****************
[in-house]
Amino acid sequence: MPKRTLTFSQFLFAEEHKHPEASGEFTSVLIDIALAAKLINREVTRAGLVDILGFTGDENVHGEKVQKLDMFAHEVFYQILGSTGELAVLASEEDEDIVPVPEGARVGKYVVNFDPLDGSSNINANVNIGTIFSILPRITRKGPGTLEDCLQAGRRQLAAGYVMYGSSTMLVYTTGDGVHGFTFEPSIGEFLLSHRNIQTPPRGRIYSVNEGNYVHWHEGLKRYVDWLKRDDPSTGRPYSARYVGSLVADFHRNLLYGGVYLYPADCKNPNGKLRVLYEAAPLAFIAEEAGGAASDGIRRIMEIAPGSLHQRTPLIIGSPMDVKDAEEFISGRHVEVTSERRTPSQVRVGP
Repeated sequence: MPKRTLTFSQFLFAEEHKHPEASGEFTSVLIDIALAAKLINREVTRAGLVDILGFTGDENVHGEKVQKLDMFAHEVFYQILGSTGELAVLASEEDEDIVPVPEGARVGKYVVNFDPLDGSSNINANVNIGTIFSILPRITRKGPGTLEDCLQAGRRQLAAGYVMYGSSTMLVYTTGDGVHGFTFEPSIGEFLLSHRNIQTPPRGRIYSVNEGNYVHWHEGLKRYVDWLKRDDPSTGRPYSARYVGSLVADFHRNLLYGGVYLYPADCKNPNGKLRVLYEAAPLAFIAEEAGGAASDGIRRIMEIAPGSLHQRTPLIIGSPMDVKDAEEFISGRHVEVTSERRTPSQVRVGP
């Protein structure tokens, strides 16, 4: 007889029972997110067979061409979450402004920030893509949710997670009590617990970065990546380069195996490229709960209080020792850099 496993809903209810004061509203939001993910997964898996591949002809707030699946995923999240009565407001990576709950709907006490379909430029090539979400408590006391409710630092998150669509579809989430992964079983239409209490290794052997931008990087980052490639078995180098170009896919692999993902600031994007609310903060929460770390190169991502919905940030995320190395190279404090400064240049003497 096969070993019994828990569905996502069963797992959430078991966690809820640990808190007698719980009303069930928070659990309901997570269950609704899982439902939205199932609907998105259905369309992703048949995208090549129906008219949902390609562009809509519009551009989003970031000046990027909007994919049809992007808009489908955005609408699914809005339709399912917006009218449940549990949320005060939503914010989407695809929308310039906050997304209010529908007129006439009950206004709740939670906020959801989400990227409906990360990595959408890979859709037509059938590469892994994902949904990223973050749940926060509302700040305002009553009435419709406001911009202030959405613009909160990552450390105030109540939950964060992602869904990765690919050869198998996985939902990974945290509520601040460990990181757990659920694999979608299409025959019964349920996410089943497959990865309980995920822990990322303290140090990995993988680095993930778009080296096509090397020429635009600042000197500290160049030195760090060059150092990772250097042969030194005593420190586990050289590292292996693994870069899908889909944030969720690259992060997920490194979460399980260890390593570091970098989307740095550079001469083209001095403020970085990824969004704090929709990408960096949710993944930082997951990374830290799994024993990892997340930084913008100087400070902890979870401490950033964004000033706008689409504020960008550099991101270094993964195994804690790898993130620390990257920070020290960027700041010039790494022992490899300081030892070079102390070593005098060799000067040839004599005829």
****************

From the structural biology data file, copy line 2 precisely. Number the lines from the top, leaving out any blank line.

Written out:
Amino acid sequence: MPKRTLTFSQFLFAEEHKHPEASGEFTSVLIDIALAAKLINREVTRAGLVDILGFTGDENVHGEKVQKLDMFAHEVFYQILGSTGELAVLASEEDEDIVPVPEGARVGKYVVNFDPLDGSSNINANVNIGTIFSILPRITRKGPGTLEDCLQAGRRQLAAGYVMYGSSTMLVYTTGDGVHGFTFEPSIGEFLLSHRNIQTPPRGRIYSVNEGNYVHWHEGLKRYVDWLKRDDPSTGRPYSARYVGSLVADFHRNLLYGGVYLYPADCKNPNGKLRVLYEAAPLAFIAEEAGGAASDGIRRIMEIAPGSLHQRTPLIIGSPMDVKDAEEFISGRHVEVTSERRTPSQVRVGP